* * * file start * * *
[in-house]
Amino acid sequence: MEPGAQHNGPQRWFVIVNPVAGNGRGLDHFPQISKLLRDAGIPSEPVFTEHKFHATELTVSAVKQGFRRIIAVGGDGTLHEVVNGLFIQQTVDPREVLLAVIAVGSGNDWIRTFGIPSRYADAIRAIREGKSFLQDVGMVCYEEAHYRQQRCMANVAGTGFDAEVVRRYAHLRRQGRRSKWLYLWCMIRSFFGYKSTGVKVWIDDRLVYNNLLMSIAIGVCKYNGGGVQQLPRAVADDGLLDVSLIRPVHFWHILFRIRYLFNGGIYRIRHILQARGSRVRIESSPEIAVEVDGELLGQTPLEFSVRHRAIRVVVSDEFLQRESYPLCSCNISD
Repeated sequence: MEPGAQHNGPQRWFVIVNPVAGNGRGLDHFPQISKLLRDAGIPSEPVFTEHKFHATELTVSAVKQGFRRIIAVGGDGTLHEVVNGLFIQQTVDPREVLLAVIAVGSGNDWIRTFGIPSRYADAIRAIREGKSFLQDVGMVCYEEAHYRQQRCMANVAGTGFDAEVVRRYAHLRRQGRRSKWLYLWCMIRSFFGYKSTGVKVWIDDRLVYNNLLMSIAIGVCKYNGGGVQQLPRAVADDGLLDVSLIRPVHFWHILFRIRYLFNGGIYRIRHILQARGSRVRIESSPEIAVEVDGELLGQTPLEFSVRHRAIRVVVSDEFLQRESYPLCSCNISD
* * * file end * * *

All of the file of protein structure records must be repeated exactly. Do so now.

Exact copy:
[in-house]
Amino acid sequence: MEPGAQHNGPQRWFVIVNPVAGNGRGLDHFPQISKLLRDAGIPSEPVFTEHKFHATELTVSAVKQGFRRIIAVGGDGTLHEVVNGLFIQQTVDPREVLLAVIAVGSGNDWIRTFGIPSRYADAIRAIREGKSFLQDVGMVCYEEAHYRQQRCMANVAGTGFDAEVVRRYAHLRRQGRRSKWLYLWCMIRSFFGYKSTGVKVWIDDRLVYNNLLMSIAIGVCKYNGGGVQQLPRAVADDGLLDVSLIRPVHFWHILFRIRYLFNGGIYRIRHILQARGSRVRIESSPEIAVEVDGELLGQTPLEFSVRHRAIRVVVSDEFLQRESYPLCSCNISD
Repeated sequence: MEPGAQHNGPQRWFVIVNPVAGNGRGLDHFPQISKLLRDAGIPSEPVFTEHKFHATELTVSAVKQGFRRIIAVGGDGTLHEVVNGLFIQQTVDPREVLLAVIAVGSGNDWIRTFGIPSRYADAIRAIREGKSFLQDVGMVCYEEAHYRQQRCMANVAGTGFDAEVVRRYAHLRRQGRRSKWLYLWCMIRSFFGYKSTGVKVWIDDRLVYNNLLMSIAIGVCKYNGGGVQQLPRAVADDGLLDVSLIRPVHFWHILFRIRYLFNGGIYRIRHILQARGSRVRIESSPEIAVEVDGELLGQTPLEFSVRHRAIRVVVSDEFLQRESYPLCSCNISD